# Most precise way to measure linear distance travelled by a wheel

Suppose a bot with wheels is traveling in a a straight line, and we want to measure this linear distance traversed by it as accurately as possible.

One of the ways is to use an optical encoder to measure the angle of rotation of the wheels and get the linear distance traveled.

Another way could be to use the data from accelerometer and get the linear distance traveled.

Which of these two methods would be better? Is there a third method which is more precise than the previous two?

• Calculating speed and distance traveled purely by integrating (twice) the input of an accelerometer is complex and will never be very accurate (small measurement errors will add up to large errors). My recommendation would be to use the optical encoder and circumference of the wheels for this as it's much simpler and more accurate. Dec 4, 2020 at 10:00

If you measure one of the free running wheels (with no motor connect to it), it depends on the traction of the wheel, but that could be fairly accurate.

If you move horizontally a simple accellerometer (1 axis) would be great. But if you have a vertical component, then you can not distinct between accelleration and weight force (Einstein). If you use a 3 axes accellerometer, you can compute/extract the robots moving speed (subtract the G component = 9.81 m/s²) and thus the distance. You have to use vector arithmetic in this case.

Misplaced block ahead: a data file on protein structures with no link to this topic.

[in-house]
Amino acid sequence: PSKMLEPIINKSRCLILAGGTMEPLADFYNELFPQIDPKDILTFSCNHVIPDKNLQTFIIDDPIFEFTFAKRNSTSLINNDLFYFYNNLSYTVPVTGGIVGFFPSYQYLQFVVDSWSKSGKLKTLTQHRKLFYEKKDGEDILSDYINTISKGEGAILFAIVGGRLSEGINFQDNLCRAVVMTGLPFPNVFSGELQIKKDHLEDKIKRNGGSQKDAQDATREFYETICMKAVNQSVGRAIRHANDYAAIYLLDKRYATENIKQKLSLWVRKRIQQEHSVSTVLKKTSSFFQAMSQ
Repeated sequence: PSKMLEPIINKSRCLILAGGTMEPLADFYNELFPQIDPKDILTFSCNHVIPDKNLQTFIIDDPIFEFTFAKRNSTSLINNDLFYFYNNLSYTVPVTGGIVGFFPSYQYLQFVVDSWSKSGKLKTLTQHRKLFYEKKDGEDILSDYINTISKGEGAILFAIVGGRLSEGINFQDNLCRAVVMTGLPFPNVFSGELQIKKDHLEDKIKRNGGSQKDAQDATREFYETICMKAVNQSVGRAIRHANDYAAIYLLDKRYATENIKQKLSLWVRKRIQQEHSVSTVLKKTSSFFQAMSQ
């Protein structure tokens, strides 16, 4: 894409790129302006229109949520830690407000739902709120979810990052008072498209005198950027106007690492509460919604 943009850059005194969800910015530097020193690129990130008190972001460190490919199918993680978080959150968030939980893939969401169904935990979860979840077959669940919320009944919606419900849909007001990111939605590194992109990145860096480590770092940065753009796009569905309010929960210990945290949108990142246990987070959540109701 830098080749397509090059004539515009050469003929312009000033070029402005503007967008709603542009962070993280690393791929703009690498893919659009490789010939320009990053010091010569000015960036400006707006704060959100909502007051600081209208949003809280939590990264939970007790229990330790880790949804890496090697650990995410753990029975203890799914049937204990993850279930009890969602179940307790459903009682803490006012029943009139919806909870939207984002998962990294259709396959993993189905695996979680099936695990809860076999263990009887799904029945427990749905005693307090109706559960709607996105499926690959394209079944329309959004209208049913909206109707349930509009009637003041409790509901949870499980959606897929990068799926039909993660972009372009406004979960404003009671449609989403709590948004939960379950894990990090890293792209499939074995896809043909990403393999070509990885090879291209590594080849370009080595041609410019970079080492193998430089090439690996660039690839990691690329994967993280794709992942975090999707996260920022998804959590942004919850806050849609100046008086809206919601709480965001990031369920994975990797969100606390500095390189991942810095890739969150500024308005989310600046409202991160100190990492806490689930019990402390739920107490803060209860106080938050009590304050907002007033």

If the ground has enough "structure" you could use an optical sensor (like optical mice have).

If you have a reference object (e.g. a wall, a book) you could use a LIDAR sensor (https://en.wikipedia.org/wiki/Lidar) to measure the absolute distances at time points and compute the relative distance between these time points.

• A comment on the idea of the free-running wheel. Back in the 1970s the standard method used by engineers at General Motors was a "fifth wheel" attached to rear of the car. It was an ordinary bicycle wheel that was free to bounce up and down on a pivoting hitch. We could look out the rear window and see it bouncing. But it was always dead-on accurate since it had enough rotational inertia to keep the speed, even though it was airborne much of the time. Dec 4, 2020 at 14:37

If you use an accelerometer, you have to integrate twice to arrive at distance travelled. These two integrations will also compound errors and noise, so the result won't be very accurate without many corrections.

If a wheel doesn't slip and is undriven, the results of counting wheel rotations should be fairly accurate when the robot is moving in a straight line.

Dragging a cheap computer mouse behind the robot and reading its output could also work, but I haven't tried that one yet.

The most accurate, if you can set up a flat object that reflects well enough at the destination of the robot, is probably LIDAR. Not cheap, but easy enough to do as long as the robot moves in a straight line.

Another option would be to count wheel rotations, and calibrate with LIDAR (or GPS for very long distances) and use the calibrated wheel rotations in the final version, or use two or more methods and do sensor fusion.